You can take pictures inside the museum, but they are for personal use only and they ask that they not be posted online. I only took a handful of pictures, which I can share with friends who are interested, via email. One object I did photograph was the first object I saw when the doors into the west wing finally opened: the Rosetta Stone. People crowded around it snapping thousands of photographs, but how many people knew what they were looking at, and how many were told that simply must see the Rosetta Stone without even knowing what it was. It was smaller than I had pictured it in my mind, but it was no less impressive.

Perhaps I’m just too sentimental over artifacts of history. I’ve read so much history that I have a sweeping sense of the continuity of it all, how we today who drive our BMW’s and watch our Sony HD TV’s, are linked to those men and women who, thousands of years ago, built the pillars of temples, carved their folklore in stone and told us what their lives were like. I wonder if there was someone back in those days, who walked among the relics of their ancients, and wondered at the marvels of their ancestors and the general lack of appreciation of their contributions to culture.

On the shoulders of giants

Today I visited Westminster Abbey. I walked there from the hotel, crossing the Green Park, passing by Buckingham Palace, and along St. James Park until I reached the Abbey. Those of you that have seen it know that you can’t miss it. You are not allowed to take pictures inside, but I did take some pictures from outside.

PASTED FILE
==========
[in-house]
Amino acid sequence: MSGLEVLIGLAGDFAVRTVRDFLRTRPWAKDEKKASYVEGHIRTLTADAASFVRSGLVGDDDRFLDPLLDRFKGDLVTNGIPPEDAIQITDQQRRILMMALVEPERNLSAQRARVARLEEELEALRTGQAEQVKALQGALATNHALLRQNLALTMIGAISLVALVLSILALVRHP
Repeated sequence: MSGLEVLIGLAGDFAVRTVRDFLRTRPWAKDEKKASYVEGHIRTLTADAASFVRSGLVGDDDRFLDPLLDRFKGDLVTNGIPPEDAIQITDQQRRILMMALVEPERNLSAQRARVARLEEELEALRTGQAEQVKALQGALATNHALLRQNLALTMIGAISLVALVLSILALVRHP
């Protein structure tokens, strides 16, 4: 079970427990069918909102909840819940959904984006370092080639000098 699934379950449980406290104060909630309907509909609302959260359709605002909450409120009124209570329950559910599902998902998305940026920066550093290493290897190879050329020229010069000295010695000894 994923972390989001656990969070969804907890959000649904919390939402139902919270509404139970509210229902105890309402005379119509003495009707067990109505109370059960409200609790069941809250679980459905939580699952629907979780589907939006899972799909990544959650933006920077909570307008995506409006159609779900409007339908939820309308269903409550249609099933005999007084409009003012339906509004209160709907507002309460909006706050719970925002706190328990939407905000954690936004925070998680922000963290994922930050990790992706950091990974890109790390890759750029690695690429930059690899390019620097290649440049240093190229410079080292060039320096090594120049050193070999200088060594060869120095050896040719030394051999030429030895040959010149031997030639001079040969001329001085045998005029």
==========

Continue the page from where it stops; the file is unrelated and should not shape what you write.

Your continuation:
On the shoulders of giants

Errands and meetups

Today turned out to be busier than I expected. I was up at 8:00 AM and headed to IHOP for breakfast. I stopped to get some food for Zeke and then ran a number of other errands. I paid a few bills, mailed a out a copy of my new lease to my landlord, and compiled and sent my travel itinerary info to Norm and Vicky so that someone on the East Coast knows where I will be when I am away next month. I also picked up some new shorts and a hat from Old Navy.

Kent mentioned that they were going to be at Smithsonian today, but I didn’t have his phone number. Working through Pam, however, I managed to get it and found out they were at the Air & Space museum. I headed down there and met them in the cafeteria and spent a couple of hours with then as they roamed through a few exhibits that they hadn’t already seen, and then walked to the Washington Monument.

Afterward, I headed over to Austin Grill to meet up with A.J. and we spent perhaps 2 hours eating and catching up. It was good to see him.

In the evening, I went for a walk and did the loop twice instead of once because it was so nice out.

I got a copy of a letter from Barry to a the tree-trimming people letting them know what he wanted done in the yard. I don’t know when they will be coming, but I’m looking forward to it because they bamboo is really getting overgrown and I haven’t had the time to keep up with it.

The heat is on